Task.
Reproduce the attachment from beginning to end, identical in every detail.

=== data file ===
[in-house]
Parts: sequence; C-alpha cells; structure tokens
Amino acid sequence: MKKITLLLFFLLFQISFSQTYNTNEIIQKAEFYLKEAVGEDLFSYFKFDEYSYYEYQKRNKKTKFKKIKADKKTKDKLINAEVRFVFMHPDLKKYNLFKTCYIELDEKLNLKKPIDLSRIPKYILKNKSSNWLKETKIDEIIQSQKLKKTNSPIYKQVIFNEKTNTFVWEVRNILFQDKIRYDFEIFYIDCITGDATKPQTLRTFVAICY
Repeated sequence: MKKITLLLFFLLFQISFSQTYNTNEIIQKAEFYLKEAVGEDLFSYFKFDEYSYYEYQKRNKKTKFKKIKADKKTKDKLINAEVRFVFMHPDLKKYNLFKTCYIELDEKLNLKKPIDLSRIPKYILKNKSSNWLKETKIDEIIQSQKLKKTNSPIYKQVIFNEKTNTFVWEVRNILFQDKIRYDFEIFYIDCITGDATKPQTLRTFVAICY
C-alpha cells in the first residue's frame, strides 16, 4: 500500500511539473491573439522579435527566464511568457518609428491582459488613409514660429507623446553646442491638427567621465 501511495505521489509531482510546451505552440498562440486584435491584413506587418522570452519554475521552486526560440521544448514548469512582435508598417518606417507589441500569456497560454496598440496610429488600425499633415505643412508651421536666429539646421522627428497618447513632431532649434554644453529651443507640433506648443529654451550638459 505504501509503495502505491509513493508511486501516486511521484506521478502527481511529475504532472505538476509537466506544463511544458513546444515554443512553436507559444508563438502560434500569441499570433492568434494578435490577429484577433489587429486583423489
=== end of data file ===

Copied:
[in-house]
Parts: sequence; C-alpha cells; structure tokens
Amino acid sequence: MKKITLLLFFLLFQISFSQTYNTNEIIQKAEFYLKEAVGEDLFSYFKFDEYSYYEYQKRNKKTKFKKIKADKKTKDKLINAEVRFVFMHPDLKKYNLFKTCYIELDEKLNLKKPIDLSRIPKYILKNKSSNWLKETKIDEIIQSQKLKKTNSPIYKQVIFNEKTNTFVWEVRNILFQDKIRYDFEIFYIDCITGDATKPQTLRTFVAICY
Repeated sequence: MKKITLLLFFLLFQISFSQTYNTNEIIQKAEFYLKEAVGEDLFSYFKFDEYSYYEYQKRNKKTKFKKIKADKKTKDKLINAEVRFVFMHPDLKKYNLFKTCYIELDEKLNLKKPIDLSRIPKYILKNKSSNWLKETKIDEIIQSQKLKKTNSPIYKQVIFNEKTNTFVWEVRNILFQDKIRYDFEIFYIDCITGDATKPQTLRTFVAICY
C-alpha cells in the first residue's frame, strides 16, 4: 500500500511539473491573439522579435527566464511568457518609428491582459488613409514660429507623446553646442491638427567621465 501511495505521489509531482510546451505552440498562440486584435491584413506587418522570452519554475521552486526560440521544448514548469512582435508598417518606417507589441500569456497560454496598440496610429488600425499633415505643412508651421536666429539646421522627428497618447513632431532649434554644453529651443507640433506648443529654451550638459 505504501509503495502505491509513493508511486501516486511521484506521478502527481511529475504532472505538476509537466506544463511544458513546444515554443512553436507559444508563438502560434500569441499570433492568434494578435490577429484577433489587429486583423489